Redford easily recalls the celebrity that surrounded quiz show contestant Charles Van Doren. "I remember that the idea which so captivated the media about Van Doren was that he represented academic and cultural excellence," says Redford. "Those were the days when you would very often see academic achievers on the covers of magazines instead of people from show business or sports."
Time magazine wrote: "Just by being himself, he (Van Doren) has enabled a giveaway show, the crassest of lowbrow entertainment, to whip up a doting mass audience for a new kind of TV idol, of all things, an egghead."
Redford continues, "Although a lot of attention was paid to Van Doren's contribution to promoting education, it's important to remember that it was the producers who had control of the situation... the merchants, not the academics. They manipulated the academic under the guise of improving education but it was simply to create profit for television."
The casting of "Quiz Show" would present Redford and the production team with a unique challenge in that all three leading actors would be portraying individuals who are still living. John Turturro, a talented actor who also made his directing debut with "Mac," had met Redford previously as a participant in events at the Sundance Institute and he was the immediate first choice to play contestant Herbie Stempel, who is now in his early 60s.
"Playing a living person can be really helpful because you have a source there," recalls Turturro of his first dinner with the real-life Stempel and his wife. "I gained about 22 pounds for the role, took on his haircut, his tattoo, and a bad tooth that he hadn't taken care of at that time. But the trick is not doing a mimic of the character, but finding the overall qualities instead."
Rob Morrow, star of television's "Northern Exposure," was cast as Richard N. Goodwin whose personal memoirs, Remembering America, not only recount his quiz show experience, but also reflect on his years as a speech writer and political advisor for John and Robert Kennedy as well as Lyndon Johnson. Morrow spent a weekend with Goodwin and his wife, writer Doris Kearns, at their home in Massachusetts prior to starting the film, and came away with several personal characteristics including the ever-present cigar.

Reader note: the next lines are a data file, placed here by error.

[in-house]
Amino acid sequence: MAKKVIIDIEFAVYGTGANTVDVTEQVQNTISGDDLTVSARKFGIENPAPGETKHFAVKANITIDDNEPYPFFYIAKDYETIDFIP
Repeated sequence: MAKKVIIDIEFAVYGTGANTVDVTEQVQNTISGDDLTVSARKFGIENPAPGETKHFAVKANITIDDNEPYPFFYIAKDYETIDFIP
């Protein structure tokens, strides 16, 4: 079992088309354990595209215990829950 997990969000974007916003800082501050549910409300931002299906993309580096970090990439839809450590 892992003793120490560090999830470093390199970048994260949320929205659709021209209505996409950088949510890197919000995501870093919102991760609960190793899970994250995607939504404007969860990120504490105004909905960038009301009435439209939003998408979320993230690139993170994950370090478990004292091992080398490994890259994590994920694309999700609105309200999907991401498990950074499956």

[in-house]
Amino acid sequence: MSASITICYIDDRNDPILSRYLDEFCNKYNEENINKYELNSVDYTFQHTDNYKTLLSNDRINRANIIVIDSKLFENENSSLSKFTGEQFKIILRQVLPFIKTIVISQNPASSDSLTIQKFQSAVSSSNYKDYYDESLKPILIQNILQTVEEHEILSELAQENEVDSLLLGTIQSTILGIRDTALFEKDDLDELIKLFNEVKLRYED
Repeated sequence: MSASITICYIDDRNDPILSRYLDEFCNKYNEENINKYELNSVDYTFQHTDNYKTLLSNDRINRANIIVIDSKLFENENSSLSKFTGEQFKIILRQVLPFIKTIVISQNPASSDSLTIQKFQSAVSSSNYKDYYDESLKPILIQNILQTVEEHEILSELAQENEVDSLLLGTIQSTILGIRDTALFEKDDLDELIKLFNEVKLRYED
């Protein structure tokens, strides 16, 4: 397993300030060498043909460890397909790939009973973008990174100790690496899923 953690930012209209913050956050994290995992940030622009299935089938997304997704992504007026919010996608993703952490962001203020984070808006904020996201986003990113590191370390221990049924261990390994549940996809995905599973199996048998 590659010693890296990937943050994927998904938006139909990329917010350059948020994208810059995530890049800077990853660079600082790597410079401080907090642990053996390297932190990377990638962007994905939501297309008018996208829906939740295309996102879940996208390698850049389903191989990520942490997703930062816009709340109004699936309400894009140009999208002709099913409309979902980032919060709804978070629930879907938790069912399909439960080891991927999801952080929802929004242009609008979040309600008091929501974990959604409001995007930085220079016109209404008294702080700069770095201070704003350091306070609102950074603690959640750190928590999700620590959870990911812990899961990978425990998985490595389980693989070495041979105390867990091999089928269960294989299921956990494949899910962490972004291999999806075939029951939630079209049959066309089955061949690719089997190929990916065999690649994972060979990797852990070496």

"He comes from a time when there was a general sense of hope that government could change the world for the better," says Morrow. "He was at most of the important events of the 1960s and when he graduated from Harvard Law School, had the kind of idealism that prevented him from taking offers from the big Wall Street firms."
The casting for the role of Charles Van Doren, took an interesting turn when Redford learned about a 30-year-old British actor named Ralph Fiennes who was co-starring in Steven Spielberg's "Schindler's List." Although Spielberg's film was underway in Poland, Fiennes arranged to meet Redford in New York one weekend to discuss the pivotal role of Van Doren. And although Fiennes was portraying a loathsome Nazi captain in "Schindler's List," he possessed the charismatic qualities that would be integral to the part of Van Doren. Unlike his two colleagues, Fiennes would not have the opportunity to meet the reclusive Van Doren, who has declined public comment on the quiz show scandals since 1959. What he could do, however, was study kinescopes of Van Doren's numerous appearances on "Twenty-One."
"What I observed from watching the old shows," explains Fiennes, "is that Charlie was a very gifted actor. He had a quality of being slightly diffident yet charming, and adapted to the pretense of not knowing the answers, and then finding them by thinking aloud."
An Academy Award winner as best actor for his role in the 1966 film "A Man For All Seasons," Paul Scofield was cast as Columbia professor and poet Mark Van Doren, Charles' father. A native of England who is still very active in theater, Scofield admits to being more choosy when it comes to accepting film roles. In recent years, he has appeared in Kenneth Branagh's "Henry V" and Franco Zefferelli's "Hamlet."